Owning a home doesn't happen overnight, but you can get there with hard work.
There are three common percentage tiers for a down payment on a home. Depending on your finances, the lender, and sale price of a house, you might need 5, 10, or 20%. On a $200,000 house, that's $10,000, $20,000, and $40,000, respectively. None of the tiers results in a small down payment, but the more you can put down on a home the more house you can afford.
Besides lowering the monthly payment by reducing the total loan amount, a larger down payment can also result in approval with less-than-perfect credit in some cases.
If 5% on a $200,000 home might is too steep a hill to climb, never fear. The home ownership dream might not be lost as long as you commit to saving as much as you can, and perhaps alter your criteria on what you want in a home. Additionally, some lenders offer low down payment options for some buyers.
Regardless of which route you take to home ownership, you will need at least some money upfront. Here are 4 money management tips to start saving now.
Pay Off as Much Debt as Possible
Paying off debt frees up money that you can put toward down payment savings. It also reduces your debt-to-income ratio, which affects your creditworthiness. The less income you pay out toward debt each month, the healthier your finances.
U.S. News and World Report offers a handy debt-to-income ratio calculator that can approximate yours. If your ratio is lower than 42%, you're in relatively good shape. A higher ratio needs debt reduction. The higher the ratio, the more aggressive you should be about paying off debt.
When Debt is Paid Off, Automatically Redirect Money into Savings
It's very tempting to spend too much money after paying off a credit card or loan. After one or two months, the extra money fits into your spending habits and you can easily learn to count on it. A better choice is never spending it at all.
As soon as any debt is paid off, redirect that amount into savings. You won't miss it. If you pay off two credit cards with $100 minimum monthly payments, you can save $2,400 in a year without altering anything else in your budget. That's practically "found" money.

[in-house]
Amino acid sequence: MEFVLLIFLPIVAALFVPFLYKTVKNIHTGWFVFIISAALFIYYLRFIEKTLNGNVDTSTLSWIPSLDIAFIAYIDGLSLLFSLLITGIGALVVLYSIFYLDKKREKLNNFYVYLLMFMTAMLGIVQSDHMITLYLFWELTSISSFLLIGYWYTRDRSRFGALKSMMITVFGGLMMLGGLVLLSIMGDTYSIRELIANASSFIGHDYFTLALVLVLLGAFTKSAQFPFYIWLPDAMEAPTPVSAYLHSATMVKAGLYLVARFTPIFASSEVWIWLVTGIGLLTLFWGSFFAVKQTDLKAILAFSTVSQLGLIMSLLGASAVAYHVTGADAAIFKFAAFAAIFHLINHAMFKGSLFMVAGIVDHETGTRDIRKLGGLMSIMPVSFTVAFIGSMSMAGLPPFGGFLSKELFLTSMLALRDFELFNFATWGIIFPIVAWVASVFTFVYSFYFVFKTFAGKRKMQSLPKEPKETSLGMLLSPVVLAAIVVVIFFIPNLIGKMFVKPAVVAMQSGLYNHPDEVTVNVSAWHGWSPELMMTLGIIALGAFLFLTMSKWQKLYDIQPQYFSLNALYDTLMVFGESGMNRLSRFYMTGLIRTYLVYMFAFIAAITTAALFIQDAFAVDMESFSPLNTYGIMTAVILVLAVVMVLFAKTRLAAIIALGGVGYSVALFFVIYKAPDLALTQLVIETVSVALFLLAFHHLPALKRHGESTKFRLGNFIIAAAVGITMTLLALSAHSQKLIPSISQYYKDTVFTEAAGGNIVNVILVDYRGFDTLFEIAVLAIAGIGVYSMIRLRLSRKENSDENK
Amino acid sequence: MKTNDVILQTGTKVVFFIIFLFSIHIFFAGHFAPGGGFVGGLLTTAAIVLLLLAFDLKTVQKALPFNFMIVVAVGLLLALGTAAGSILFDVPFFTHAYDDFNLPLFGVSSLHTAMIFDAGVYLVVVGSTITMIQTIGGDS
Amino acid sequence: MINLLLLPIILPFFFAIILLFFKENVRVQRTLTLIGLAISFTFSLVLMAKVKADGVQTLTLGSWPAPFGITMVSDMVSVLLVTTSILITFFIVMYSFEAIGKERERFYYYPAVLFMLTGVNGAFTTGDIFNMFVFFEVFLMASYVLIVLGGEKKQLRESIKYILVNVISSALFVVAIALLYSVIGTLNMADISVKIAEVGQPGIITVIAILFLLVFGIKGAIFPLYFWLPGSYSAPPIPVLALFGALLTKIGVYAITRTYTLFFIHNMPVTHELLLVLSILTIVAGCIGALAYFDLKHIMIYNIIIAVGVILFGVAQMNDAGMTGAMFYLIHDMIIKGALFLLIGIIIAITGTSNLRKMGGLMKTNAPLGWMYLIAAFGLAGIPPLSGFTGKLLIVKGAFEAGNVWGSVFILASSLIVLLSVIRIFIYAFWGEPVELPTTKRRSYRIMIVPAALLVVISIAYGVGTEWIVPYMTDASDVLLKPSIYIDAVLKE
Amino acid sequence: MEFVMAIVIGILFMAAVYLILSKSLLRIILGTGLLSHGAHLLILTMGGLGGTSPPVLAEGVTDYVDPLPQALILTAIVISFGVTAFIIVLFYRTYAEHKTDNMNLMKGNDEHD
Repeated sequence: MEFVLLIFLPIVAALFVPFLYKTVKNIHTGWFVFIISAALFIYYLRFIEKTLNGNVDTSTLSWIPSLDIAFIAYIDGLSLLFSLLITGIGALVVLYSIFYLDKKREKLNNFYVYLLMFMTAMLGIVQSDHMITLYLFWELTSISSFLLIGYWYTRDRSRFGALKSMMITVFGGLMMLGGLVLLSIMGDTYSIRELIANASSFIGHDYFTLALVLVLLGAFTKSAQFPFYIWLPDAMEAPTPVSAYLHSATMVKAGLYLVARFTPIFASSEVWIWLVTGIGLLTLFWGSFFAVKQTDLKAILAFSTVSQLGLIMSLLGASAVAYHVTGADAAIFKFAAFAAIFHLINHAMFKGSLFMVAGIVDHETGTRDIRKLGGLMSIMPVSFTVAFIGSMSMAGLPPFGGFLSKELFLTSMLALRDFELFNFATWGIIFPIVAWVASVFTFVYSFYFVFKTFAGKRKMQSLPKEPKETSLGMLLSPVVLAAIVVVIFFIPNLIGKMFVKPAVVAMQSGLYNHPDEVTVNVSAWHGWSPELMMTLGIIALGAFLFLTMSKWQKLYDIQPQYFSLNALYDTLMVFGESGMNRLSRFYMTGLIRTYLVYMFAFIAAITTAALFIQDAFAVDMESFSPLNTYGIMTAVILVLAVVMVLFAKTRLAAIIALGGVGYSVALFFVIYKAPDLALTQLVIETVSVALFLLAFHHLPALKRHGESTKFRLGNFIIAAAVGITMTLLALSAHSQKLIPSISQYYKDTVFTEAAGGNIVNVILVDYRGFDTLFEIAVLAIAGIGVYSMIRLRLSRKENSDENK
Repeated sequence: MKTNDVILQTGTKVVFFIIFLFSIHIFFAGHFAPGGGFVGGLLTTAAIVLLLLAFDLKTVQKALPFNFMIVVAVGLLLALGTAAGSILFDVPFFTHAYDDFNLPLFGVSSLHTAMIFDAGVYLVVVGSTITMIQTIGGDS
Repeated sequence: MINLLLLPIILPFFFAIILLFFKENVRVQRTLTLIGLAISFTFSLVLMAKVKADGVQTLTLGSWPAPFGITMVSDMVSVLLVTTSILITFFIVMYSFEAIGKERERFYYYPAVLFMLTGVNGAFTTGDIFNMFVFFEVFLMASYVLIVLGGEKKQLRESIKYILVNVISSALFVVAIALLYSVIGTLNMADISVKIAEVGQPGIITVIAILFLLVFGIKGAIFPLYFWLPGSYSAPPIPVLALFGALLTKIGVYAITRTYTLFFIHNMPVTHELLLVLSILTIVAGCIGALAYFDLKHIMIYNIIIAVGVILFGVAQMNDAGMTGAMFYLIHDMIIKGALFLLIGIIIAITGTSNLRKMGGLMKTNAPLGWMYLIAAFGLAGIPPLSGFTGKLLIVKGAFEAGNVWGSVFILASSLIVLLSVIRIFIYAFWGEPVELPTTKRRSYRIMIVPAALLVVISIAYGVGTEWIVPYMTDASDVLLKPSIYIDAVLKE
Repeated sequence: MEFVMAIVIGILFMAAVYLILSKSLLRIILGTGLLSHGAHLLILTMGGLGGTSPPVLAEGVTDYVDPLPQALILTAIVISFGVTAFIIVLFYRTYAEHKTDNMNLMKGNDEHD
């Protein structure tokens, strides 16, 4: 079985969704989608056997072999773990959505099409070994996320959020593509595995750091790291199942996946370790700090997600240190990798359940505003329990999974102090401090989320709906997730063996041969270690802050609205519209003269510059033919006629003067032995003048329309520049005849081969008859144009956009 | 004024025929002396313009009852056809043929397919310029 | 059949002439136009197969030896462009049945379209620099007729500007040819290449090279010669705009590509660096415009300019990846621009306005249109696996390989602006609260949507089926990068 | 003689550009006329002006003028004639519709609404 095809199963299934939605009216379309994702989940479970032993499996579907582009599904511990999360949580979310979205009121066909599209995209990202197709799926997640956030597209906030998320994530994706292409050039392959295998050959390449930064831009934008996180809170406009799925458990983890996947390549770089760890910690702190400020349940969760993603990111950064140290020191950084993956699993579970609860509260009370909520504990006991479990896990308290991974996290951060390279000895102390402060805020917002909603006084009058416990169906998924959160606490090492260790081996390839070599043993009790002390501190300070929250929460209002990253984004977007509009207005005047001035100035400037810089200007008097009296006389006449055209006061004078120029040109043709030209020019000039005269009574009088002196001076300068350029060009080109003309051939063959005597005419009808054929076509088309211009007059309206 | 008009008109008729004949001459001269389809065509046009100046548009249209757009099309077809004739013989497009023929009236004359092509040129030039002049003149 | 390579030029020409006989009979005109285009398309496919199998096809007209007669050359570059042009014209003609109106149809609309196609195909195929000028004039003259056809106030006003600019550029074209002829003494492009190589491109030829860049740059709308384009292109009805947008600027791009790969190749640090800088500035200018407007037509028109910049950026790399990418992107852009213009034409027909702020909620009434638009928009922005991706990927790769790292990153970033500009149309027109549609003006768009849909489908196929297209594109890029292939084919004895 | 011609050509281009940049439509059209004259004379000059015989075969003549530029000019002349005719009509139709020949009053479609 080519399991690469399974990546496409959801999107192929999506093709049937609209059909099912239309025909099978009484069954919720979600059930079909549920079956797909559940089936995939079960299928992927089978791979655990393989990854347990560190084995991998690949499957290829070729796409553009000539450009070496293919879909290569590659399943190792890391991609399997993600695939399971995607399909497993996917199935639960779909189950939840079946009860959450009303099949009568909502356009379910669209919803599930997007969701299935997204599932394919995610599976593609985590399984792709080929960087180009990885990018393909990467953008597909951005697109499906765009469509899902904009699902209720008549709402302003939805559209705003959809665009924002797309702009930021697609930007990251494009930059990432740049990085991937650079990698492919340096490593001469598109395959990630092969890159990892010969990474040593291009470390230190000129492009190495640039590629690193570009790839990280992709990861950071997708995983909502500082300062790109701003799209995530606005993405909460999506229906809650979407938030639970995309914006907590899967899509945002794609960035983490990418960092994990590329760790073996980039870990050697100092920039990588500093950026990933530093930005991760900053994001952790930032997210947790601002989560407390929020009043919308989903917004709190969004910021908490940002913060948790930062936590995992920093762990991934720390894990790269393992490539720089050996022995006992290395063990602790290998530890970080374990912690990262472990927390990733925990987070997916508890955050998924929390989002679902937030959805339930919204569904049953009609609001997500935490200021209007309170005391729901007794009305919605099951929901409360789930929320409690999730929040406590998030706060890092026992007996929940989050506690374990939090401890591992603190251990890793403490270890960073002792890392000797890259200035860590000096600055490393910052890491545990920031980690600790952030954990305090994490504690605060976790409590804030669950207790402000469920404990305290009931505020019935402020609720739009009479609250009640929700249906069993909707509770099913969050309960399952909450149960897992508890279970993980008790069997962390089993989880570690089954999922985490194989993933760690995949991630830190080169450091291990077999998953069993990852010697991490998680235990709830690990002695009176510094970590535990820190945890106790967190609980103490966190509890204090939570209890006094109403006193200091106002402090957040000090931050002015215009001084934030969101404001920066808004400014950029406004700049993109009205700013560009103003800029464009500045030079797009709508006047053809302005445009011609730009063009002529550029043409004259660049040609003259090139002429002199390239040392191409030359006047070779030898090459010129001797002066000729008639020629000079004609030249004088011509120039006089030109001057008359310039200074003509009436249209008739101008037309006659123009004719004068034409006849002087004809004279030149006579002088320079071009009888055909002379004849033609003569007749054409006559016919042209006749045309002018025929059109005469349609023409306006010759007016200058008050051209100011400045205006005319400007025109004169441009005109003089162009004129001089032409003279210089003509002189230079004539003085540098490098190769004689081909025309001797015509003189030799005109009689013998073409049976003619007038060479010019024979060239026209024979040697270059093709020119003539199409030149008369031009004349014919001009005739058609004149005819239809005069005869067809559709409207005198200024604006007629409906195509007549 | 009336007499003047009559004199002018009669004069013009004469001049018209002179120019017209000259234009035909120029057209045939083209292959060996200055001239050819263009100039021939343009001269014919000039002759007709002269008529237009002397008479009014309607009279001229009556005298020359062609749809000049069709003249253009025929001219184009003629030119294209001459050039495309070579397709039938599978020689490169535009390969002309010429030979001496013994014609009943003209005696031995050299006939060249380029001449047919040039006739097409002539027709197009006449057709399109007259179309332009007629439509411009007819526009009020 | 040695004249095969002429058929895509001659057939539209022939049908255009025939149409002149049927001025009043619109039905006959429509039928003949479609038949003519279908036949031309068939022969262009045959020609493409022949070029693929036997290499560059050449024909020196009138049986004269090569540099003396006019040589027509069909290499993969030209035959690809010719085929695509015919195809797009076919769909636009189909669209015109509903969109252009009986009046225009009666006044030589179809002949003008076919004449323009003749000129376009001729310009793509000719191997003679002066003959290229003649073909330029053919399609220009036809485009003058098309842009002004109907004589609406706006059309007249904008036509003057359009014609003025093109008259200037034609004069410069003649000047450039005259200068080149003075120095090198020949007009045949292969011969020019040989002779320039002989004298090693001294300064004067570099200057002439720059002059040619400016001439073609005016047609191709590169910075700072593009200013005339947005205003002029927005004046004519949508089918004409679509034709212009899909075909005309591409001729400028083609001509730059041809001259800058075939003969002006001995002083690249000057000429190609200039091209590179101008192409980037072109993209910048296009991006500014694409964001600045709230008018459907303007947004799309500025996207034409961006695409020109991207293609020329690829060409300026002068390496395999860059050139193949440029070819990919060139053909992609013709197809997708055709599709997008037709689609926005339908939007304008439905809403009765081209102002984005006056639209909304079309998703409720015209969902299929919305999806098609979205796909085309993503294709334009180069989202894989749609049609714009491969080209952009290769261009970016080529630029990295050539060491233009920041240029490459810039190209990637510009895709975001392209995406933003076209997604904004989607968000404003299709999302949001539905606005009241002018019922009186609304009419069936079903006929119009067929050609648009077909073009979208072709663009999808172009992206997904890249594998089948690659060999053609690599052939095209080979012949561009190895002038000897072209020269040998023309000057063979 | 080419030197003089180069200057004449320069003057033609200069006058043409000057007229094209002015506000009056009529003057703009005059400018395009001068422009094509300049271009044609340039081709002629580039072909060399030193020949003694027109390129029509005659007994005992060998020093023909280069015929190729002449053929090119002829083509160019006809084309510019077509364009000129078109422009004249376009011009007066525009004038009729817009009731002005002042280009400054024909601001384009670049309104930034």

Jump Start Down Payment Savings
A little bit here and a little bit there adds up, but it might be easier to commit to saving if you start with at least a small chunk in your account. If you can take on a temporary part-time job, have a big yard sale, or even alter your withholdings at work to add more money to your paycheck, you'll receive some additional funds to get the down payment savings account started.
Plan purchases instead of buying on a whim, and you'll make smarter choices.
Reconsider What's Necessary, and What's Fluff
Investopedia says, "Stop keeping up with the Joneses -- They're Broke." Some things seem important, when they really couldn't be less important in the grand scheme. A bigger big-screen TV, smarter smartphone, closet full of clothes, outlandishly expensive shoes, and other trappings that give the illusion of success could actually be robbing you of it.
Some of the wealthiest people in America don't have lavish lifestyles, even though they could. The next time you think you absolutely must have some new gadget, consider whether the gadget money might serve you better as part of the down payment for a home.
Saving for a down payment takes time. Commit to at least a year of patience and discipline, preferably more, and you'll see good results.
Mint.com can help you design and implement a budget to meet your goals, both before and after buying your dream home. Sign up for a free account today and create a budget that brings all of your goals within reach.